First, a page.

The majority of people caring for an Alzheimer affected parent are Baby Boomers. When thrust into the roll of care giver there are things that you can do to better cope with responsibilities.
The following is an excerpt from the book Into the Mist, When Someone You Love Has Alzheimer’s Disease by Deborah Uetz
Expectations: Coping and Solutions:
Personal Expectations and Acknowledging Successes
Learn to acknowledge your successes, even if is only a silently celebrated sense of accomplishment. It is imperative to remember that you are, indeed, human and when faced with caring for a family member with Alzheimer’s disease, it is a process through which you will have both successes and failures. You will make mistakes. Your mistakes will rarely, if ever, be of any significant proportion. You will have successes. Just as important as it is to learn from our mistakes, it is important to learn from the successes. Do not be afraid to be human throughout the process.
Know your limitations. Knowing your weaknesses and limits is a tremendous strength. But knowing your limitations if you are unwilling to ask for help is an exercise in futility. If you know your limitations but constantly disavow their impact on caregiving or your won well-being as a caregiver, you are likely to compromise both your own well-being and that of the person with Alzheimer’s disease. Challenge yourself to tackle things you think you cannot do, but learn to know when you are pushing too far and you and your caregiving will suffer as a result.
At the same time, know your strengths. If you are prone to expecting failure before you begin, you will experience failure. It is just as important to acknowledge your strengths as it is your weaknesses, and to capitalize on your strengths and compensate for your weaknesses.
One of the toughest challenges you will face is assessing your situation realistically and adjusting your expectations accordingly. The expectation that you will be able to care for the person with Alzheimer’s disease by yourself throughout the course of his or her illness may or may not be realistic for you. It is unrealistic for most people. This does not mean that nursing facilities are the only options. You do have options, but you must be willing to avail yourself of them. If you doggedly adhere to your elevated expectations despite evidence that they are unrealistic and not working, you are damaging both yourself and your loved one who has Alzheimer’s.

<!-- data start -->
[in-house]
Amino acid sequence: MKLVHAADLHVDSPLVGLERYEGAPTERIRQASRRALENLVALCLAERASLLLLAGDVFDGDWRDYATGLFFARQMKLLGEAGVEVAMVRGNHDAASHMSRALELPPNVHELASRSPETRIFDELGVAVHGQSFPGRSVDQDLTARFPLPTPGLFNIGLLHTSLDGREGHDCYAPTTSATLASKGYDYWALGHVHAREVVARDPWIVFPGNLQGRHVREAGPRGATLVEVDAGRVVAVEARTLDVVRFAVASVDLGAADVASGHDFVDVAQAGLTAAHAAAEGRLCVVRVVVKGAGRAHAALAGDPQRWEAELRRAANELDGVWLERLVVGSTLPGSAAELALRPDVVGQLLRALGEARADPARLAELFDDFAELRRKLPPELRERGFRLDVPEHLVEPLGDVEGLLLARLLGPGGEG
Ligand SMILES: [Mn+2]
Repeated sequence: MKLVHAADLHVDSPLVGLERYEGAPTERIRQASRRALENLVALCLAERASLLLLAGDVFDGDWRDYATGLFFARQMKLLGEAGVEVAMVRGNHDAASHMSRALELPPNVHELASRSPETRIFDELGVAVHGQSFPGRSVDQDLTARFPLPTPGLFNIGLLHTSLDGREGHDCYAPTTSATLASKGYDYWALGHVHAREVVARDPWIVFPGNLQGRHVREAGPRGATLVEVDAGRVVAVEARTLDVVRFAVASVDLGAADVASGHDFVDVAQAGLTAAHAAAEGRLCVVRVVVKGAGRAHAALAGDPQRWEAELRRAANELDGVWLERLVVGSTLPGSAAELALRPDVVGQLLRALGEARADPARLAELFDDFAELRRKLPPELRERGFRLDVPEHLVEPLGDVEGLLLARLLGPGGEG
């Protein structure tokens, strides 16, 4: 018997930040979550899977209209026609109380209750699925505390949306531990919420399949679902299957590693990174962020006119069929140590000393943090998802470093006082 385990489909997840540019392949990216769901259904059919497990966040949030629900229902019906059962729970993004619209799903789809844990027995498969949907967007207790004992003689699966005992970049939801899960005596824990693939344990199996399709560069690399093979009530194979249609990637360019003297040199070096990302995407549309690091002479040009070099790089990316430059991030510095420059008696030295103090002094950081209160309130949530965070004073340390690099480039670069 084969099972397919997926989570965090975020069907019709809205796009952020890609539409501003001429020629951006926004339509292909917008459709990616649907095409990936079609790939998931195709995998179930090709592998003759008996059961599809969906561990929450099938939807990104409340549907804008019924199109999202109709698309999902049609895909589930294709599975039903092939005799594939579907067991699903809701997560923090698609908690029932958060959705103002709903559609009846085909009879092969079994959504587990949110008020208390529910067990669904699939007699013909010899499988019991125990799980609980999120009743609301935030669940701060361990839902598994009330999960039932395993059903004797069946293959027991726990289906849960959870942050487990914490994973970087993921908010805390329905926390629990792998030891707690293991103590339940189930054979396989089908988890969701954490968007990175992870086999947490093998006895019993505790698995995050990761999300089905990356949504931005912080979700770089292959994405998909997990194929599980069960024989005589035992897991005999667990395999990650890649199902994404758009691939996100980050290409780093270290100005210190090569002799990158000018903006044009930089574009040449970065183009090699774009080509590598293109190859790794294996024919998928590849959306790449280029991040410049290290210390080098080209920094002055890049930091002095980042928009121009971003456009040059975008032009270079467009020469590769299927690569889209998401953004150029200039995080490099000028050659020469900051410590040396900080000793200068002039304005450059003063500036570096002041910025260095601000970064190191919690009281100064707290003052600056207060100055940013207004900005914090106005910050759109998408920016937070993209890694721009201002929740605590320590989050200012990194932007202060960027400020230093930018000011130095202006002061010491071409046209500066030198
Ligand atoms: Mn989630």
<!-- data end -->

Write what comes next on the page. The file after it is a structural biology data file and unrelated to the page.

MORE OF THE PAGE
Try to understand where your unrealistic expectations spring from. Perhaps you know someone who was able to independently care for a person with Alzheimer’s disease and you believe you should be able to do the same. This is a mistake. No two individuals are the same, nor are their situations. And you did not live in the house with that person – there may well have been problems with caregiving that you are not aware of and the person is not telling you about.
You may expect that it is your duty as a spouse or responsible family member to shoulder the responsibility on your own. Again, this is a mistake. Part of being a responsible and loving family member is to do what is best for everyone involved, and that includes both you and the person with Alzheimer’s. Often, caring for this person on your own will not be the best for either of you. Caregiver burnout is common and it will affect your well-being, as well as that of your loved one. It is much easier to avoid burnout when you have assessed your situation realistically, thrown the phrases “I should be…..” or “I should do…….” out the window, and set a realistic standard for yourself and the people around you.
If you find yourself caught up in a cycle wherein you feel as if you have nothing but failures, you need to find ways to break out of that cycle. Talk to friends and family members who may be able to help you engage in a reality check, including helping you to see your successes and adjust your expectations. People who have dealt with Alzheimer’s in their own family may be particularly helpful. Support groups may also be an invaluable resource at these times – either online support groups or one available in your community. People who have filled shoes similar to yours have often felt the same emotions and can be adept at helping you to achieve a greater balance in how you view your situation.
If you have faced reality and really are in a situation where failures are destined based on the circumstances, reevaluate the whole environment and the circumstances that are continually causing problems. Take a realistic look at things that you can change and what needs to be done to affect changes. This may require making difficult decisions and enlisting the help of others to help you make changes, but it may be necessary. If you are, indeed, evaluating accumulating problems realistically, the aggregation of difficulties may be an indication that significant changes are in order. Caregivers agency